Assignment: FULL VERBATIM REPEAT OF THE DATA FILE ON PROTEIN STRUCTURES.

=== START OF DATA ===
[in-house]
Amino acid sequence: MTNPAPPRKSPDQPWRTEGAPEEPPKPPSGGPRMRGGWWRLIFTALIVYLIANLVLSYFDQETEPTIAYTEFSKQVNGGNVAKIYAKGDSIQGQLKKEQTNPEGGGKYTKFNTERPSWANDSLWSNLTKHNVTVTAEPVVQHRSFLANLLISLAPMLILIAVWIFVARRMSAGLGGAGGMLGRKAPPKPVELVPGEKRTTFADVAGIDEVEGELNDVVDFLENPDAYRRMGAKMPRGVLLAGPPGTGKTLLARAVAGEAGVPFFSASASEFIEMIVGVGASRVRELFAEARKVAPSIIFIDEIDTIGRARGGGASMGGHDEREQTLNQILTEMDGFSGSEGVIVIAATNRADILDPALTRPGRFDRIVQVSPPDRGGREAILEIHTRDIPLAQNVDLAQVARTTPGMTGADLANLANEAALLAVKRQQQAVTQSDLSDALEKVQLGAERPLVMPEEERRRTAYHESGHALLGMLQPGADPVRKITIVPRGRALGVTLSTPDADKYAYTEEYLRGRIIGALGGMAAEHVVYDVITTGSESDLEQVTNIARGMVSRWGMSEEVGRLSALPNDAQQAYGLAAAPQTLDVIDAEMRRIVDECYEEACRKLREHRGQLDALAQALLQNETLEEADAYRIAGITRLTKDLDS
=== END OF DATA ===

[in-house]
Amino acid sequence: MTNPAPPRKSPDQPWRTEGAPEEPPKPPSGGPRMRGGWWRLIFTALIVYLIANLVLSYFDQETEPTIAYTEFSKQVNGGNVAKIYAKGDSIQGQLKKEQTNPEGGGKYTKFNTERPSWANDSLWSNLTKHNVTVTAEPVVQHRSFLANLLISLAPMLILIAVWIFVARRMSAGLGGAGGMLGRKAPPKPVELVPGEKRTTFADVAGIDEVEGELNDVVDFLENPDAYRRMGAKMPRGVLLAGPPGTGKTLLARAVAGEAGVPFFSASASEFIEMIVGVGASRVRELFAEARKVAPSIIFIDEIDTIGRARGGGASMGGHDEREQTLNQILTEMDGFSGSEGVIVIAATNRADILDPALTRPGRFDRIVQVSPPDRGGREAILEIHTRDIPLAQNVDLAQVARTTPGMTGADLANLANEAALLAVKRQQQAVTQSDLSDALEKVQLGAERPLVMPEEERRRTAYHESGHALLGMLQPGADPVRKITIVPRGRALGVTLSTPDADKYAYTEEYLRGRIIGALGGMAAEHVVYDVITTGSESDLEQVTNIARGMVSRWGMSEEVGRLSALPNDAQQAYGLAAAPQTLDVIDAEMRRIVDECYEEACRKLREHRGQLDALAQALLQNETLEEADAYRIAGITRLTKDLDS